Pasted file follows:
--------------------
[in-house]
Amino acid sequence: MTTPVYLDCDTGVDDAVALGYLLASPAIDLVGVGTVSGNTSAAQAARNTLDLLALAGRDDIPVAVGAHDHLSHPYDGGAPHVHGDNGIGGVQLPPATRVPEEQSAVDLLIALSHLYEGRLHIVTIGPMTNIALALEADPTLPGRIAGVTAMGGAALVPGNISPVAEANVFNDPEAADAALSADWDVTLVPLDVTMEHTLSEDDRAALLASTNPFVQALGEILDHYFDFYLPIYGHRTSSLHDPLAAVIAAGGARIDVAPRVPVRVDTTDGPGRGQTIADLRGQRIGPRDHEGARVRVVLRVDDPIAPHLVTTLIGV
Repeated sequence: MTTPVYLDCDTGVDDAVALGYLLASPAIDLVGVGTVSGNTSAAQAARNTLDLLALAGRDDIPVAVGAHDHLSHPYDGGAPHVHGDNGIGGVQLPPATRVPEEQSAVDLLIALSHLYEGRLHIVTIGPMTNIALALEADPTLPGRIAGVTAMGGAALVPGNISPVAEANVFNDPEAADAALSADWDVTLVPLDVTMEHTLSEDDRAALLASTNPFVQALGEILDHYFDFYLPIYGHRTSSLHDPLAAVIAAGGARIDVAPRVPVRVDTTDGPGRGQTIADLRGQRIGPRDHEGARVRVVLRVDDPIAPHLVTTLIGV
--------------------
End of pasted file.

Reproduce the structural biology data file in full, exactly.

[in-house]
Amino acid sequence: MTTPVYLDCDTGVDDAVALGYLLASPAIDLVGVGTVSGNTSAAQAARNTLDLLALAGRDDIPVAVGAHDHLSHPYDGGAPHVHGDNGIGGVQLPPATRVPEEQSAVDLLIALSHLYEGRLHIVTIGPMTNIALALEADPTLPGRIAGVTAMGGAALVPGNISPVAEANVFNDPEAADAALSADWDVTLVPLDVTMEHTLSEDDRAALLASTNPFVQALGEILDHYFDFYLPIYGHRTSSLHDPLAAVIAAGGARIDVAPRVPVRVDTTDGPGRGQTIADLRGQRIGPRDHEGARVRVVLRVDDPIAPHLVTTLIGV
Repeated sequence: MTTPVYLDCDTGVDDAVALGYLLASPAIDLVGVGTVSGNTSAAQAARNTLDLLALAGRDDIPVAVGAHDHLSHPYDGGAPHVHGDNGIGGVQLPPATRVPEEQSAVDLLIALSHLYEGRLHIVTIGPMTNIALALEADPTLPGRIAGVTAMGGAALVPGNISPVAEANVFNDPEAADAALSADWDVTLVPLDVTMEHTLSEDDRAALLASTNPFVQALGEILDHYFDFYLPIYGHRTSSLHDPLAAVIAAGGARIDVAPRVPVRVDTTDGPGRGQTIADLRGQRIGPRDHEGARVRVVLRVDDPIAPHLVTTLIGV